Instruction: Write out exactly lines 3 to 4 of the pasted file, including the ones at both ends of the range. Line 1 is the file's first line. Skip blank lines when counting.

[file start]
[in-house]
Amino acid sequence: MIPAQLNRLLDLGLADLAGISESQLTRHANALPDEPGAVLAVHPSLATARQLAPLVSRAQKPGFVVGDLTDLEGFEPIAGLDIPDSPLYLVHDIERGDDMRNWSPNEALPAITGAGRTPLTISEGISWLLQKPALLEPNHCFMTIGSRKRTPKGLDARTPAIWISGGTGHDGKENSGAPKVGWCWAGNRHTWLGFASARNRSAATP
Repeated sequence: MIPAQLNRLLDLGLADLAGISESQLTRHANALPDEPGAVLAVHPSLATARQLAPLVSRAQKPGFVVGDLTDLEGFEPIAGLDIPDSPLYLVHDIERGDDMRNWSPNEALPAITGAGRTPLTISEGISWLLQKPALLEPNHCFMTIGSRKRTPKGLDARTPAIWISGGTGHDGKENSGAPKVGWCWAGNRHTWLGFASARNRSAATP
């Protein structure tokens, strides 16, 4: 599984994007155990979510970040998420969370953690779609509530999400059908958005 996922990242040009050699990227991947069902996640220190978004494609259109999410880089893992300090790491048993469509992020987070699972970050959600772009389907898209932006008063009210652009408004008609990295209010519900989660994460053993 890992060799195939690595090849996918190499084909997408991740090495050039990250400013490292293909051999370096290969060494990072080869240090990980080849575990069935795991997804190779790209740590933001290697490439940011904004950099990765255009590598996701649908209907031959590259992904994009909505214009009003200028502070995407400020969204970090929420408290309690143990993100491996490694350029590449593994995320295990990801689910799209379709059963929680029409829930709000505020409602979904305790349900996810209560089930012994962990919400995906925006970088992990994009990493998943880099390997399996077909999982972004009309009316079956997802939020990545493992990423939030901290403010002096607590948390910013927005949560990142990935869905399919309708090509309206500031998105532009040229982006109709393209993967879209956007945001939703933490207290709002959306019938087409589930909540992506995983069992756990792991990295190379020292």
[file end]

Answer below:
Repeated sequence: MIPAQLNRLLDLGLADLAGISESQLTRHANALPDEPGAVLAVHPSLATARQLAPLVSRAQKPGFVVGDLTDLEGFEPIAGLDIPDSPLYLVHDIERGDDMRNWSPNEALPAITGAGRTPLTISEGISWLLQKPALLEPNHCFMTIGSRKRTPKGLDARTPAIWISGGTGHDGKENSGAPKVGWCWAGNRHTWLGFASARNRSAATP
């Protein structure tokens, strides 16, 4: 599984994007155990979510970040998420969370953690779609509530999400059908958005 996922990242040009050699990227991947069902996640220190978004494609259109999410880089893992300090790491048993469509992020987070699972970050959600772009389907898209932006008063009210652009408004008609990295209010519900989660994460053993 890992060799195939690595090849996918190499084909997408991740090495050039990250400013490292293909051999370096290969060494990072080869240090990980080849575990069935795991997804190779790209740590933001290697490439940011904004950099990765255009590598996701649908209907031959590259992904994009909505214009009003200028502070995407400020969204970090929420408290309690143990993100491996490694350029590449593994995320295990990801689910799209379709059963929680029409829930709000505020409602979904305790349900996810209560089930012994962990919400995906925006970088992990994009990493998943880099390997399996077909999982972004009309009316079956997802939020990545493992990423939030901290403010002096607590948390910013927005949560990142990935869905399919309708090509309206500031998105532009040229982006109709393209993967879209956007945001939703933490207290709002959306019938087409589930909540992506995983069992756990792991990295190379020292």